We talk as if the Bible is a sin narrative and not a salvation narrative.  The Book gives witness to, points to Christ as Messiah not us as sinners.  It is a collection of God’s good works not a list of our sins.  And we know what is wrong.  We are born in sin (Psalm 51.5).  We are familiar with sin.  It is the good and the righteous that must be learned.

I have heard Christian leaders say, “When the Bible is silent, I am silent.”  But, how can the Word- God ever be silent on anything?  Frankly, the historic witness of the Church has been sinful complicity and silent endorsement.  The Church in America supported the social construct of race, slavery and the abuse of human beings.  She allow race to divide the congregation and our worship.  Shamefully, we continue to practice Sunday morning segregation because though we confessed the same Christ and received the same baptism, we still believe that we are so very different.  And we make excuses for it like “the Bible doesn’t tell me so.”

So, the Bible doesn’t talk about race.  The word race is not apart of the Hebrew or Greek languages.  It is a modern word and invention.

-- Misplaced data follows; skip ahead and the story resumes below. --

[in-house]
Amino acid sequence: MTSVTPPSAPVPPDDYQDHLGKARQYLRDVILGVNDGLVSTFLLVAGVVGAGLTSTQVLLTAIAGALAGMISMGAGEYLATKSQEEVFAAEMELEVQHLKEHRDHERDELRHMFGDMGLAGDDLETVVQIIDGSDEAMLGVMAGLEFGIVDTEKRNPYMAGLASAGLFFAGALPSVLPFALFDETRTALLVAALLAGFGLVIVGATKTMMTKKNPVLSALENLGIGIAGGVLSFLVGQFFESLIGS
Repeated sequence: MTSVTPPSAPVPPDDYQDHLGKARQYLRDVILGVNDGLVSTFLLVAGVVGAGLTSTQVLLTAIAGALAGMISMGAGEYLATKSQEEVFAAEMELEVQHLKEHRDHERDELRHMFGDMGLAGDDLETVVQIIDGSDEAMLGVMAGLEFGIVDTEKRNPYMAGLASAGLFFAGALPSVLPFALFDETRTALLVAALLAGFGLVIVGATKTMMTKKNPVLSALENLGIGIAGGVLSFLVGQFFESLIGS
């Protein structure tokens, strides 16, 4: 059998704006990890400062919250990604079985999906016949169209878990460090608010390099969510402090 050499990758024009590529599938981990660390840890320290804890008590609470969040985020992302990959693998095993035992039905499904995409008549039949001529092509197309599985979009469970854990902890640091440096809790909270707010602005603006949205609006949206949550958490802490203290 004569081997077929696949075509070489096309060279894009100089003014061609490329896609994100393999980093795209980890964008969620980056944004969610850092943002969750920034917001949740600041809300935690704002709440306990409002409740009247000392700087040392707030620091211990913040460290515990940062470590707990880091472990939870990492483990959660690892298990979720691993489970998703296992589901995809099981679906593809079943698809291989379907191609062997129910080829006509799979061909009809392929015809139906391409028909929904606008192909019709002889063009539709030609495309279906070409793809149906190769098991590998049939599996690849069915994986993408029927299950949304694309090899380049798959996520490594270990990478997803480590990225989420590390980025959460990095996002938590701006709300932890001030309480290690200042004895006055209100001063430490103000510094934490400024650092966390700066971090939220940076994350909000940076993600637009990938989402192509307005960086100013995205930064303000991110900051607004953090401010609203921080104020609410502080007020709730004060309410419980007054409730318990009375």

The Bible does not list prejudice as a sin.  It does not say that we should not segregate based on the implied inferiority of the social coloring of skin.  It does not say that we cannot choose our spouse or friends or employees based on their cultural background.

But, it does say that we should not hate, that we should love our enemies (First John 3.15; Matthew 5.43-48).  The Bible does say, “Do not judge” (Matthew 7.1)  The Bible does say, “Do not let the sun go down on your anger” (Ephesians 4.26).  The Bible does say, “Vengeance is the Lord’s” (Romans 12.19).  The Bible does say, “Love your neighbor as you love yourself,” “forgive,” and “be ye reconciled one to another” (Mark 12.31; Matthew 6.14; Second Corinthians 5.20).  All of these Scriptures can be applied to the reality that race has created and the relationships that it has ruined.